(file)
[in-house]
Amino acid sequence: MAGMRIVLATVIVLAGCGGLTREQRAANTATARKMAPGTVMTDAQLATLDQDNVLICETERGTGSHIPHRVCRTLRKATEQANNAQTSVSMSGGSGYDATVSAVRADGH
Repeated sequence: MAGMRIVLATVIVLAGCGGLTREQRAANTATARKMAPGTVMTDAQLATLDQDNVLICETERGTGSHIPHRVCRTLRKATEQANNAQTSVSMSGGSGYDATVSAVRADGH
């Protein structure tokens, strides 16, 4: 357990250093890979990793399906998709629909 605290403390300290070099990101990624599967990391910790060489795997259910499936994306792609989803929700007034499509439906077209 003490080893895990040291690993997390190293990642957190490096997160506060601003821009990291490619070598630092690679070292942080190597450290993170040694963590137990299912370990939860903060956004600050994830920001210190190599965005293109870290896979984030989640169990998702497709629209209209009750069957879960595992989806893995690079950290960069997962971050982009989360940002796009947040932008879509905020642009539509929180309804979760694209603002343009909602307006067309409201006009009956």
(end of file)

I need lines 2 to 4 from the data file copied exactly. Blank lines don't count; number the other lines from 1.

Amino acid sequence: MAGMRIVLATVIVLAGCGGLTREQRAANTATARKMAPGTVMTDAQLATLDQDNVLICETERGTGSHIPHRVCRTLRKATEQANNAQTSVSMSGGSGYDATVSAVRADGH
Repeated sequence: MAGMRIVLATVIVLAGCGGLTREQRAANTATARKMAPGTVMTDAQLATLDQDNVLICETERGTGSHIPHRVCRTLRKATEQANNAQTSVSMSGGSGYDATVSAVRADGH
């Protein structure tokens, strides 16, 4: 357990250093890979990793399906998709629909 605290403390300290070099990101990624599967990391910790060489795997259910499936994306792609989803929700007034499509439906077209 003490080893895990040291690993997390190293990642957190490096997160506060601003821009990291490619070598630092690679070292942080190597450290993170040694963590137990299912370990939860903060956004600050994830920001210190190599965005293109870290896979984030989640169990998702497709629209209209009750069957879960595992989806893995690079950290960069997962971050982009989360940002796009947040932008879509905020642009539509929180309804979760694209603002343009909602307006067309409201006009009956």